Los Angeles mayor Eric Garcetti, who was picked by President Biden in July 2020 to be the United States Ambassador to India. Gary Coronado Getty Images

When Pamela Digby Churchill Harriman died in 1997, after suffering a cerebral hemorrhage during a swim in the pool at the Paris Ritz, an obituary in the New York Times called her “one of the most vivacious women on the international scene.”

At her funeral, held in Washington, D.C.’s National Cathedral, speakers included President Bill Clinton and Vice President Al Gore. Later, France’s then-president Jacques Chirac honored her with a posthumous Legion of Honor medal. Still, that Times obituary continued, “however great her accomplishments, [Harriman] could never put to rest the legend of the captivating woman who snared some of the world’s richest and most attractive men on two continents, marrying three of them.”

Pamela Harriman, at right, seen with Jackie Onassis and Averell Harriman, was the U.S. Ambassador to France under President Clinton. Images Press Getty Images

Indeed, Harriman—a British-born aristocrat turned Democratic fundraising powerhouse—who has been described as “the greatest courtesan of this century” had no diplomatic training. She was a poor student in her native England, described by some as what the English call “thick.” As an adult, however she found herself firmly installed at the intersection of society, power, and politics—dating Gianni Angelli and Edward R. Murrow; marrying Randolph Churchill, Leland Heyward, and W. Averill Harriman; palling around with Katharine Graham and Truman Capote. Harriman became a U.S. citizen in 1971 and went on to raise vast sums for Clinton—often through a political action committee nicknamed PamPAC—which was why her appointment as Ambassador to France in 1993 was not entirely surprising. In fact, she joined a venerable cadre of U.S. diplomats who had very little, in some cases no, experience in diplomacy when they received their posting.

Since the 1950s, presidents have consistently allocated roughly 30 percent of ambassadorial appointments to individuals who are not career diplomats—a practice known as patronage. Many of them have no background in international work at all, they’re simply rich and willing to open their wallets.

Harriman with Clinton at her Georgetown home in August 1992. WILFREDO LEE Getty Images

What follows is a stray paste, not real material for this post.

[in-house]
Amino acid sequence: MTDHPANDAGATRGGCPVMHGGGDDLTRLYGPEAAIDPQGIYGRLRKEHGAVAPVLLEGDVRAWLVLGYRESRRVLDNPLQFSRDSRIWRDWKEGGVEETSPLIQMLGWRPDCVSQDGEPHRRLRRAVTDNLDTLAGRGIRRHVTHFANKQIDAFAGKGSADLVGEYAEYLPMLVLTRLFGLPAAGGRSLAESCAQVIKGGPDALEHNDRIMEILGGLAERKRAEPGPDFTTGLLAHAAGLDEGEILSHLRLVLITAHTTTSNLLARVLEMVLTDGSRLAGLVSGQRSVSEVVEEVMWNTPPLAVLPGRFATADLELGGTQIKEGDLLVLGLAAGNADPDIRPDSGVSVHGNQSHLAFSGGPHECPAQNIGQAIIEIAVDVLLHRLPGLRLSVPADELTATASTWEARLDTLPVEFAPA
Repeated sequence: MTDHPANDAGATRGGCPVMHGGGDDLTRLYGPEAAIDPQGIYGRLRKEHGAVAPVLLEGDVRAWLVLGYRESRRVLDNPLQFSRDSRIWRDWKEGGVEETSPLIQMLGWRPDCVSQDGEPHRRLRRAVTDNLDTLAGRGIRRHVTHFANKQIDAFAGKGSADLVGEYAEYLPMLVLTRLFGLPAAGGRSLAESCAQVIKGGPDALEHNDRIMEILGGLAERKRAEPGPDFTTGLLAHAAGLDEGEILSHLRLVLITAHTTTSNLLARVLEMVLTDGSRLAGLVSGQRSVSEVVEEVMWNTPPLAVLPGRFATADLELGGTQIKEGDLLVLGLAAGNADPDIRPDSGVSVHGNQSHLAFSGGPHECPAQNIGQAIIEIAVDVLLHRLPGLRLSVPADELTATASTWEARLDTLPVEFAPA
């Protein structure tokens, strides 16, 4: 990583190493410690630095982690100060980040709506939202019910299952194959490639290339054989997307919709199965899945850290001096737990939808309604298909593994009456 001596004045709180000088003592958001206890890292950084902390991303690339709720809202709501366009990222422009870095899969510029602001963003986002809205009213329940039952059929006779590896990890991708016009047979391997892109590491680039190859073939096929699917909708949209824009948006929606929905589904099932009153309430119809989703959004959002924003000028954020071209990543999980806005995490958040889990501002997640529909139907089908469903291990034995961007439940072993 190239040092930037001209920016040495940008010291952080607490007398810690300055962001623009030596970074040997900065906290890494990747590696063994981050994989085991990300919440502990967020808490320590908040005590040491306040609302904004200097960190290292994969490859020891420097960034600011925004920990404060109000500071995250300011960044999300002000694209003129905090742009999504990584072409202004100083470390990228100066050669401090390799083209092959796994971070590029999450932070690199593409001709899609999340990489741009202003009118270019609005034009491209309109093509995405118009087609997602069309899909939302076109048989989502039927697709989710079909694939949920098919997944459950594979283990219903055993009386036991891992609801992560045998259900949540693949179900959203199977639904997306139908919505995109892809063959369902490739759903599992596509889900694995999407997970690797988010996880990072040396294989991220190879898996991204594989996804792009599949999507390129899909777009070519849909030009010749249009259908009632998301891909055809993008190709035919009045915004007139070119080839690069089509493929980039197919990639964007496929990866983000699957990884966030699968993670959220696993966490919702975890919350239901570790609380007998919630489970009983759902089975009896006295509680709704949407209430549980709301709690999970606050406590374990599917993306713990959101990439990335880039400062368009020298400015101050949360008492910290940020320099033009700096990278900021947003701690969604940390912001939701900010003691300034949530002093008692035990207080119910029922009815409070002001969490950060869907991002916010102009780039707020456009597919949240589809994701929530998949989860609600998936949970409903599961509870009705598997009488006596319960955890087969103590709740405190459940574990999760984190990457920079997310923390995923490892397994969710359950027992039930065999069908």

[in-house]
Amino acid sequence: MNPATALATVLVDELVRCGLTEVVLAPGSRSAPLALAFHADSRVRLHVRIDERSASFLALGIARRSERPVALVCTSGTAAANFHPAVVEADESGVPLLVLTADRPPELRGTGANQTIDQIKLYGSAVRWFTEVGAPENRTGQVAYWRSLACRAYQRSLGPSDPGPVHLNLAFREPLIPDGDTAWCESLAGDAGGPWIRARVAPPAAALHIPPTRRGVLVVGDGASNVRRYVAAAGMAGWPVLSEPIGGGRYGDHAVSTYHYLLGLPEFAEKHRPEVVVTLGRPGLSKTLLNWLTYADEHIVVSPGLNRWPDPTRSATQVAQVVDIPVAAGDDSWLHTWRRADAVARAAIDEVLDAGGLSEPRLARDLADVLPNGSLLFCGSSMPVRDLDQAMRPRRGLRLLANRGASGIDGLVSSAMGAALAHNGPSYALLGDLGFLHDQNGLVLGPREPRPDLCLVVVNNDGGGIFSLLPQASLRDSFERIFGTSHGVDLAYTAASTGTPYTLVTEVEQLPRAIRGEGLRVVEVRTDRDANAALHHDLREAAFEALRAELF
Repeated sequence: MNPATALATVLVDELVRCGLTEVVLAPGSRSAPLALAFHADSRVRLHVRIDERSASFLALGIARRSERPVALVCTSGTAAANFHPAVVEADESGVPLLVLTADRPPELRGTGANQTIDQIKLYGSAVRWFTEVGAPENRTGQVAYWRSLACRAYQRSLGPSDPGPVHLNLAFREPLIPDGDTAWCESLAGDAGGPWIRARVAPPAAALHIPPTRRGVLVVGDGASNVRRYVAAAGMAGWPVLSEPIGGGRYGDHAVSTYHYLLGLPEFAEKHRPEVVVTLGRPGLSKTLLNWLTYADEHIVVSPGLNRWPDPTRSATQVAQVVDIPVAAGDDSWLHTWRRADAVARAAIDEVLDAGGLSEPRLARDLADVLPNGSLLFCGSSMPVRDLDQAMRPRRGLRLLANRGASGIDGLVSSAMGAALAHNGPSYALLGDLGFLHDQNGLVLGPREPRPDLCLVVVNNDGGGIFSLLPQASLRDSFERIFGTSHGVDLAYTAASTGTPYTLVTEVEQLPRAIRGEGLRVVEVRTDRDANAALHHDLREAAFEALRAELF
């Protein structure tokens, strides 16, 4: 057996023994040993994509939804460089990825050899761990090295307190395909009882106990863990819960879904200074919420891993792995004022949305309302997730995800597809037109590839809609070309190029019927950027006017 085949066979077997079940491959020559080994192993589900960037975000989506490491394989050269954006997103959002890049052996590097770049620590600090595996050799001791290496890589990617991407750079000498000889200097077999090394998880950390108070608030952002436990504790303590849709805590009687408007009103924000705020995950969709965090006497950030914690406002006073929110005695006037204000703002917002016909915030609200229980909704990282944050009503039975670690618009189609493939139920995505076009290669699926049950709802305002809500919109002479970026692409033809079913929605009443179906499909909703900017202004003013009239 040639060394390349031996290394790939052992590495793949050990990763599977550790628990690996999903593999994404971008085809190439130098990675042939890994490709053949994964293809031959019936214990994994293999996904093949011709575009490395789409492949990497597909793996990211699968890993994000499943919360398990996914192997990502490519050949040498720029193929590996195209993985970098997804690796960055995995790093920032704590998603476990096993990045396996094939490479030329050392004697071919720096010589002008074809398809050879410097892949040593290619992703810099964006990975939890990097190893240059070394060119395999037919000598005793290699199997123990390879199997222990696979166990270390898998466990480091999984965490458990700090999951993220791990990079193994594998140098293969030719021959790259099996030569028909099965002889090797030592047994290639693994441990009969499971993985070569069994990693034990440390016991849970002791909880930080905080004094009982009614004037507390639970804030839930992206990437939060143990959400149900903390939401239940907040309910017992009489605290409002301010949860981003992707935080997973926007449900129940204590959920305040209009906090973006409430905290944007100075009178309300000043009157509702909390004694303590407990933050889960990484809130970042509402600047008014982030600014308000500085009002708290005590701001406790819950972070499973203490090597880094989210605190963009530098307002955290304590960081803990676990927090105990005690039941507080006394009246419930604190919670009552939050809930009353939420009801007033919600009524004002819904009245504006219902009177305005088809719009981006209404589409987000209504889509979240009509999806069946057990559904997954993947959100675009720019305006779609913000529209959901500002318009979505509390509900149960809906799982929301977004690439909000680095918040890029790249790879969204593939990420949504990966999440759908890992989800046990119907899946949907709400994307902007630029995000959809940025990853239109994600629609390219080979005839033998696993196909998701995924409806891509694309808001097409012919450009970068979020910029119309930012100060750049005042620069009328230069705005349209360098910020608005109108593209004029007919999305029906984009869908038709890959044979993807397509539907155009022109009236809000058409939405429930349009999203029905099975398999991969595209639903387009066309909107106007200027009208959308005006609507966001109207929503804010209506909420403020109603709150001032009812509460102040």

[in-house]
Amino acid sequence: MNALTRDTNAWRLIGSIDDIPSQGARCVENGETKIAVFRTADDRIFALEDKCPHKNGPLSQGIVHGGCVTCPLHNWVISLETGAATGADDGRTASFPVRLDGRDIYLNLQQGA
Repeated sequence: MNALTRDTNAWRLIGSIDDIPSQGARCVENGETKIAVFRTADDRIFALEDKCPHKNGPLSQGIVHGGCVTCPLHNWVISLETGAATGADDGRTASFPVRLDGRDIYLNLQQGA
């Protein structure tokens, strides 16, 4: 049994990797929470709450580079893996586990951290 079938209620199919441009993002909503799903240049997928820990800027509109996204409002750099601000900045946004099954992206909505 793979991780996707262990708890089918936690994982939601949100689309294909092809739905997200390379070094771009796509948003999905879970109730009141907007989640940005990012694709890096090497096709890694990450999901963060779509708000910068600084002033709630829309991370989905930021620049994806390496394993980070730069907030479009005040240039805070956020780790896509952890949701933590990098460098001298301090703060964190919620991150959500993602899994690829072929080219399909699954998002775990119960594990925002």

France is the oldest U.S. ally, and relations stretched back 225 years. It was a gamble putting Harriman, a former lover of Gianni Agnelli and Stavros Niarchos among others, in the position of being the highest-ranking envoy to the country. She was renowned for her parties and art collection, but not interest in trade relations. “Mrs. Harriman will never be seen as a great figure in the world of diplomacy,” Maureen Dowd wrote after Harriman’s death. “But she will be seen as a great figure in the world of salons—present at virtually every important juncture in the history of her time.”

Most of Harriman’s time at the Embassy on Avenue Gabriel—a sprawling building near Place de la Concorde where an annual July 4th celebration is one of the most coveted invitations in France—was spent hosting parties. She left the hard work of diplomacy to a respected State Department advisor, Avis Bohlen. Ambassadors always have staff, but Harriman, being a diva, became a slave-driver to her number two—probably not the only ambassador to do so.

Robert Wood Johnson IV, the New York Jets co-owner who served as President Trump’s ambassador to the Court of St. James. WPA Pool Getty Images

Yet despite the concerns when Harriman moved in and started re-decorating, she won over some observers—and not everyone shared Dowd’s opinion. “She made herself the most successful American political ambassador of the decade,” William Pfaff wrote in the International Herald Tribune.” During her time, the Dayton Peace Accords, which ended the bloody war in Bosnia, were signed in 1995. Richard Holbrooke, the legendary diplomat who served as U.S. Ambassador to Germany and the United Nations, was one of her fans. So was the French intellectual Bernard-Henri Lévy.

The Trump administration awarded more than 40 percent of appointments to individuals who were supporters but not foreign service officers. Robert Wood Johnson IV, heir to the Johnson and Johnson fortune and co-owner of the New York Jets, got the coveted Court of St. James in England; Carla Sands, a chiropractor, was named Ambassador to Denmark; David Friedman, a bankruptcy lawyer who represented Trump, snagged Ambassador to Israel, a crucial post; the handbag designer Lana Marks was dispatched as Ambassador to South Africa; Callista Gingrich, the author wife of Newt—a jet-set plus-one who New York said had “the cushiest gig in Europe”—was the Ambassador to the Holy See.